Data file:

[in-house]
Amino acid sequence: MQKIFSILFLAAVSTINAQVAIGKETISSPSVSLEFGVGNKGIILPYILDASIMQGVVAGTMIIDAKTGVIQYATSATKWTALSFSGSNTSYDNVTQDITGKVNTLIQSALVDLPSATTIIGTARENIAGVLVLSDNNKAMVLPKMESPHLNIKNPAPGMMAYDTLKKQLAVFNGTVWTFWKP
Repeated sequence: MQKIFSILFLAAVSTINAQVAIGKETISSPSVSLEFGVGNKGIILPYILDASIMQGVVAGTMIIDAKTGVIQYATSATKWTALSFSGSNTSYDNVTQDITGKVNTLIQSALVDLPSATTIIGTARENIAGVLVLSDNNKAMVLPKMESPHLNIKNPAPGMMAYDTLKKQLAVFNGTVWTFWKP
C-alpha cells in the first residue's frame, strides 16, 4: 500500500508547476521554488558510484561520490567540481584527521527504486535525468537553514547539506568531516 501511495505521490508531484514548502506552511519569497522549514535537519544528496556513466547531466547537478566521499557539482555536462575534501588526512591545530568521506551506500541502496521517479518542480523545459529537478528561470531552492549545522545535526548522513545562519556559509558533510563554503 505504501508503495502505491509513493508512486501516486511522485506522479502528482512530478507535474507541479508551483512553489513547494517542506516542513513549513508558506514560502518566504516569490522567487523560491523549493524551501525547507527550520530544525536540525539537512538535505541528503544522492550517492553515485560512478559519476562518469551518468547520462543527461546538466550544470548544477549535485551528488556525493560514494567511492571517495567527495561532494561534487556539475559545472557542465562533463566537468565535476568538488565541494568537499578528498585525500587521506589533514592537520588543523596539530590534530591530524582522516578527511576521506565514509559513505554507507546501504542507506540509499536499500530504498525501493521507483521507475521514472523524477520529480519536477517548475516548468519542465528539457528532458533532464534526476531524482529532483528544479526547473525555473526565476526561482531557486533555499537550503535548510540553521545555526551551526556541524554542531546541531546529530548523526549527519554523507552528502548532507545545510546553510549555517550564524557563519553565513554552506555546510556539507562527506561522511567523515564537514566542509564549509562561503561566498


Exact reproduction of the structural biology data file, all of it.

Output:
[in-house]
Amino acid sequence: MQKIFSILFLAAVSTINAQVAIGKETISSPSVSLEFGVGNKGIILPYILDASIMQGVVAGTMIIDAKTGVIQYATSATKWTALSFSGSNTSYDNVTQDITGKVNTLIQSALVDLPSATTIIGTARENIAGVLVLSDNNKAMVLPKMESPHLNIKNPAPGMMAYDTLKKQLAVFNGTVWTFWKP
Repeated sequence: MQKIFSILFLAAVSTINAQVAIGKETISSPSVSLEFGVGNKGIILPYILDASIMQGVVAGTMIIDAKTGVIQYATSATKWTALSFSGSNTSYDNVTQDITGKVNTLIQSALVDLPSATTIIGTARENIAGVLVLSDNNKAMVLPKMESPHLNIKNPAPGMMAYDTLKKQLAVFNGTVWTFWKP
C-alpha cells in the first residue's frame, strides 16, 4: 500500500508547476521554488558510484561520490567540481584527521527504486535525468537553514547539506568531516 501511495505521490508531484514548502506552511519569497522549514535537519544528496556513466547531466547537478566521499557539482555536462575534501588526512591545530568521506551506500541502496521517479518542480523545459529537478528561470531552492549545522545535526548522513545562519556559509558533510563554503 505504501508503495502505491509513493508512486501516486511522485506522479502528482512530478507535474507541479508551483512553489513547494517542506516542513513549513508558506514560502518566504516569490522567487523560491523549493524551501525547507527550520530544525536540525539537512538535505541528503544522492550517492553515485560512478559519476562518469551518468547520462543527461546538466550544470548544477549535485551528488556525493560514494567511492571517495567527495561532494561534487556539475559545472557542465562533463566537468565535476568538488565541494568537499578528498585525500587521506589533514592537520588543523596539530590534530591530524582522516578527511576521506565514509559513505554507507546501504542507506540509499536499500530504498525501493521507483521507475521514472523524477520529480519536477517548475516548468519542465528539457528532458533532464534526476531524482529532483528544479526547473525555473526565476526561482531557486533555499537550503535548510540553521545555526551551526556541524554542531546541531546529530548523526549527519554523507552528502548532507545545510546553510549555517550564524557563519553565513554552506555546510556539507562527506561522511567523515564537514566542509564549509562561503561566498